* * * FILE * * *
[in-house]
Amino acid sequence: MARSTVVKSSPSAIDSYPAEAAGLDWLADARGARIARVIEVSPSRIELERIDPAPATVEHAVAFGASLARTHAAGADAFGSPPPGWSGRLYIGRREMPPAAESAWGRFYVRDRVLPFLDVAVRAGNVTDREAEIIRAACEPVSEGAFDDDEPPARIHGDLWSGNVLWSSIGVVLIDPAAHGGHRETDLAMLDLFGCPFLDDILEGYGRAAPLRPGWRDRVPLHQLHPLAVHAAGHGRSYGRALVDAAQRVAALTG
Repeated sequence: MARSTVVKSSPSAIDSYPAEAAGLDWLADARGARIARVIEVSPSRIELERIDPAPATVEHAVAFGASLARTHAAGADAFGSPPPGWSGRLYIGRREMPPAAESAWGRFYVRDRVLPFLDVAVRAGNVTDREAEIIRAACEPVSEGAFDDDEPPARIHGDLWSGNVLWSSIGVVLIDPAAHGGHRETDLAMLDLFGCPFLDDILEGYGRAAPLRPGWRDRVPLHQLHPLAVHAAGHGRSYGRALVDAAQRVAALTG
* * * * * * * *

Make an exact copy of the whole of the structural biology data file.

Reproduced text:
[in-house]
Amino acid sequence: MARSTVVKSSPSAIDSYPAEAAGLDWLADARGARIARVIEVSPSRIELERIDPAPATVEHAVAFGASLARTHAAGADAFGSPPPGWSGRLYIGRREMPPAAESAWGRFYVRDRVLPFLDVAVRAGNVTDREAEIIRAACEPVSEGAFDDDEPPARIHGDLWSGNVLWSSIGVVLIDPAAHGGHRETDLAMLDLFGCPFLDDILEGYGRAAPLRPGWRDRVPLHQLHPLAVHAAGHGRSYGRALVDAAQRVAALTG
Repeated sequence: MARSTVVKSSPSAIDSYPAEAAGLDWLADARGARIARVIEVSPSRIELERIDPAPATVEHAVAFGASLARTHAAGADAFGSPPPGWSGRLYIGRREMPPAAESAWGRFYVRDRVLPFLDVAVRAGNVTDREAEIIRAACEPVSEGAFDDDEPPARIHGDLWSGNVLWSSIGVVLIDPAAHGGHRETDLAMLDLFGCPFLDDILEGYGRAAPLRPGWRDRVPLHQLHPLAVHAAGHGRSYGRALVDAAQRVAALTG